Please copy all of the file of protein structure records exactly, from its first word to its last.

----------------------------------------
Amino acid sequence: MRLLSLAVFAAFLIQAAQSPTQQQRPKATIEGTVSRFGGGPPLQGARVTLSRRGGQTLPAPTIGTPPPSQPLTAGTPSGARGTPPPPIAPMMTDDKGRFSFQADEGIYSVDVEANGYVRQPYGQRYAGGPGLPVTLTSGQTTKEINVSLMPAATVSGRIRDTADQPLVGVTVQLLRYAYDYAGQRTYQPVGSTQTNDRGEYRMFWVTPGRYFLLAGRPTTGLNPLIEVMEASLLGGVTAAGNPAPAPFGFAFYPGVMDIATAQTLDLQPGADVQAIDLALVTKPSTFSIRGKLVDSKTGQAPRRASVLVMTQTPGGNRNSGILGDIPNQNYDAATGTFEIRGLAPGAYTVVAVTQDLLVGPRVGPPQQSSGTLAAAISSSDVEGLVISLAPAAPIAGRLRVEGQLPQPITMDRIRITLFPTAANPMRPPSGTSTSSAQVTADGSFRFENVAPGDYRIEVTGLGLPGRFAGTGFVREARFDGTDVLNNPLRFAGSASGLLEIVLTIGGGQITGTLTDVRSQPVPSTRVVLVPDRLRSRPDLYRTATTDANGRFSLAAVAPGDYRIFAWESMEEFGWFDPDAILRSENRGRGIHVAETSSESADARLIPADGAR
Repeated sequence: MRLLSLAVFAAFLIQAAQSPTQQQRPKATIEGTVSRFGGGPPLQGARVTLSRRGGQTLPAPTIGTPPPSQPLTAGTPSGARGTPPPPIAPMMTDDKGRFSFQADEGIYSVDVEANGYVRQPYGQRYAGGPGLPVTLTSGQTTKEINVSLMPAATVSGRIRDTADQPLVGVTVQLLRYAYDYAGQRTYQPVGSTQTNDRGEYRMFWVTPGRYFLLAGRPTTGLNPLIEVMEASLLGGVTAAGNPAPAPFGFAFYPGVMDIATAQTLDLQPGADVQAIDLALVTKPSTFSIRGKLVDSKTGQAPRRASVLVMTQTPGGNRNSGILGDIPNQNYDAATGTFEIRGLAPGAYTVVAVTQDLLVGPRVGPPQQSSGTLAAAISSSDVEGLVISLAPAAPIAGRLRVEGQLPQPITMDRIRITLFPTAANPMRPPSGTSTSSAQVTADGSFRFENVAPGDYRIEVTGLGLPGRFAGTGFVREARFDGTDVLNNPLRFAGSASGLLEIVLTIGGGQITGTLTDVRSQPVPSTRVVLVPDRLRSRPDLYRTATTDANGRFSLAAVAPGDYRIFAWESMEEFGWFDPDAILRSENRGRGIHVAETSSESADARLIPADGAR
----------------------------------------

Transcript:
Amino acid sequence: MRLLSLAVFAAFLIQAAQSPTQQQRPKATIEGTVSRFGGGPPLQGARVTLSRRGGQTLPAPTIGTPPPSQPLTAGTPSGARGTPPPPIAPMMTDDKGRFSFQADEGIYSVDVEANGYVRQPYGQRYAGGPGLPVTLTSGQTTKEINVSLMPAATVSGRIRDTADQPLVGVTVQLLRYAYDYAGQRTYQPVGSTQTNDRGEYRMFWVTPGRYFLLAGRPTTGLNPLIEVMEASLLGGVTAAGNPAPAPFGFAFYPGVMDIATAQTLDLQPGADVQAIDLALVTKPSTFSIRGKLVDSKTGQAPRRASVLVMTQTPGGNRNSGILGDIPNQNYDAATGTFEIRGLAPGAYTVVAVTQDLLVGPRVGPPQQSSGTLAAAISSSDVEGLVISLAPAAPIAGRLRVEGQLPQPITMDRIRITLFPTAANPMRPPSGTSTSSAQVTADGSFRFENVAPGDYRIEVTGLGLPGRFAGTGFVREARFDGTDVLNNPLRFAGSASGLLEIVLTIGGGQITGTLTDVRSQPVPSTRVVLVPDRLRSRPDLYRTATTDANGRFSLAAVAPGDYRIFAWESMEEFGWFDPDAILRSENRGRGIHVAETSSESADARLIPADGAR
Repeated sequence: MRLLSLAVFAAFLIQAAQSPTQQQRPKATIEGTVSRFGGGPPLQGARVTLSRRGGQTLPAPTIGTPPPSQPLTAGTPSGARGTPPPPIAPMMTDDKGRFSFQADEGIYSVDVEANGYVRQPYGQRYAGGPGLPVTLTSGQTTKEINVSLMPAATVSGRIRDTADQPLVGVTVQLLRYAYDYAGQRTYQPVGSTQTNDRGEYRMFWVTPGRYFLLAGRPTTGLNPLIEVMEASLLGGVTAAGNPAPAPFGFAFYPGVMDIATAQTLDLQPGADVQAIDLALVTKPSTFSIRGKLVDSKTGQAPRRASVLVMTQTPGGNRNSGILGDIPNQNYDAATGTFEIRGLAPGAYTVVAVTQDLLVGPRVGPPQQSSGTLAAAISSSDVEGLVISLAPAAPIAGRLRVEGQLPQPITMDRIRITLFPTAANPMRPPSGTSTSSAQVTADGSFRFENVAPGDYRIEVTGLGLPGRFAGTGFVREARFDGTDVLNNPLRFAGSASGLLEIVLTIGGGQITGTLTDVRSQPVPSTRVVLVPDRLRSRPDLYRTATTDANGRFSLAAVAPGDYRIFAWESMEEFGWFDPDAILRSENRGRGIHVAETSSESADARLIPADGAR